That prospect was causing great unease yesterday in Rochester, N.Y., where Wegmans Food Markets Inc. has its headquarters. The supermarket chain is building a store in Uptown Worthington that is scheduled to open June 13. Hiring of 600 employees starts next month.

"If this thing doesn't get open on time, we're going to have significant damages," said Ralph Uttaro, Wegmans senior vice president of real estate and development.

Uttaro said the litigation between O'Neill and Citizens Bank "makes us nervous [because] we're sort of in the middle of somebody else's dispute and don't have a lot of leverage to find our way out of it."

The lawsuit also contends that a decision in June by VWR International L.L.C., a Chester County laboratory-supply company, to cancel plans to have a new headquarters built at Uptown Worthington was the result of Citizens Bank's announcing that it would no longer serve as lead lender for the $540 million project. VWR's chairman and chief executive officer, John Ballbach, cited concerns over whether a new building could be completed by its relocation deadline, the end of this year.

Also underwriting O'Neill's work on Uptown Worthington is the Commonwealth of Pennsylvania, which has approved $104 million in loans and grants.

Yesterday, Mark Shade, a spokesman for the state Department of Community and Economic Development, said O'Neill continued to have the support of the Rendell administration. "We are confident in the project - unfortunately, it's hit a really bad economy," Shade said.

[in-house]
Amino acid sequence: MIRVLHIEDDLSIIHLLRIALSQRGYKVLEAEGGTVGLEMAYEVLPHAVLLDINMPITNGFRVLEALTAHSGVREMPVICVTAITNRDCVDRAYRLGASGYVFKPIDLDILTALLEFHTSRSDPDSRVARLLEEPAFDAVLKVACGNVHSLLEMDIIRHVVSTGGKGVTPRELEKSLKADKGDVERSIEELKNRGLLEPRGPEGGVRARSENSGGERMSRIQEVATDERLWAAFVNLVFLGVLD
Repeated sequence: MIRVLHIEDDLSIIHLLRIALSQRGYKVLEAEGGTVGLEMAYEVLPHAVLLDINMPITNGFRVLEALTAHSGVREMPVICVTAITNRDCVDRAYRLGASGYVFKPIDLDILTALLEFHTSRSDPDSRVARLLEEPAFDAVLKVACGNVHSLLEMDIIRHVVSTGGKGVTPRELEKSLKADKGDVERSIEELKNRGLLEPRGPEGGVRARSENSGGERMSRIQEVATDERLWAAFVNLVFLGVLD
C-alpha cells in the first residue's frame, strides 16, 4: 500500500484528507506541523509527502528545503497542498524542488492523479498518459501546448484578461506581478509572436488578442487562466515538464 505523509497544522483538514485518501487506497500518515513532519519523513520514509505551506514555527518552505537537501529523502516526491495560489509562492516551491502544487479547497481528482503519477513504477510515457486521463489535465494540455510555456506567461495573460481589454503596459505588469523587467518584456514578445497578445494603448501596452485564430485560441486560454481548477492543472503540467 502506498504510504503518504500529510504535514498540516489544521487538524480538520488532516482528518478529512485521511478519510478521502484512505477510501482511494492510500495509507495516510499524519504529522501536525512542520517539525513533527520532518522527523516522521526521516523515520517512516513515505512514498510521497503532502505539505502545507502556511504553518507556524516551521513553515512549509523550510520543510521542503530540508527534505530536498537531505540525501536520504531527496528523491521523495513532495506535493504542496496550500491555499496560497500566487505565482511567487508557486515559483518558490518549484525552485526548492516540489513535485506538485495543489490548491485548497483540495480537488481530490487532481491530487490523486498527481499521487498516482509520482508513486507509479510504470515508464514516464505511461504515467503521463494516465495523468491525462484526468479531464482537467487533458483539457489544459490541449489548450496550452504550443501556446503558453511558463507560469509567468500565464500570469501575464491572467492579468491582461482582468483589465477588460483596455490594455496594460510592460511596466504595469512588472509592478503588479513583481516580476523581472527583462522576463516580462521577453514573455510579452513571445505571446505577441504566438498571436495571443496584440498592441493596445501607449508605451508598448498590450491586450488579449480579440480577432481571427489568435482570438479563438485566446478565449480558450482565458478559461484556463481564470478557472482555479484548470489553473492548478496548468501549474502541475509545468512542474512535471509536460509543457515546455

Less than $12 million has been disbursed for Worthington thus far, he said, adding that O'Neill "still needs to secure other financing for [the rest] to be available."

Last month, O'Neill warned that construction of the $218.5 million Philadelphia Regional Produce Market - $152.5 million of which is coming from the state - would grind to a halt if state enabling legislation were not passed soon.

Funds have since flowed - $32 million this month - and "the project is still moving," said Gregory V. Iannarelli, chief counsel for the Philadelphia Regional Port Authority, owner of the market site.

Iannarelli said yesterday that the agency was "watching" the O'Neill/Citizens Bank dispute, but was hopeful the produce market would "be on time and on budget."

What becomes now of this battle of local titans is a matter of considerable speculation in development, finance, and legal circles, with few willing to talk about it on the record, so as not to offend either O'Neill or Citizens Bank.

One developer, who declined to be identified, observed that Uptown Worthington was a unique project because it was not owned by a group of developers, just O'Neill: "There's a reasonable amount of personal guarantee that would cause Brian not to say, 'Take the keys. I'm done.' "

On the other hand, the bank's actions against O'Neill are a sign of "the changing times," said Walt D'Alessio, vice chairman of NorthMarq Capital L.L.C., a real estate investment banking firm.

"Capitalization rates are way up from when that project started," D'Alessio said yesterday. "I'm guessing the lender said, 'This property doesn't have the same value it had before.' Space demand is down, and real estate values are down."

Alan Fellheimer, a former Philadelphia bank executive and longtime banking lawyer with Fellheimer & Eichen L.L.P., predicted a settlement, with O'Neill completing Worthington.

"It takes forever to litigate these cases, and it costs a fortune," Fellheimer said. "And it's not the business either O'Neill or Citizens is in."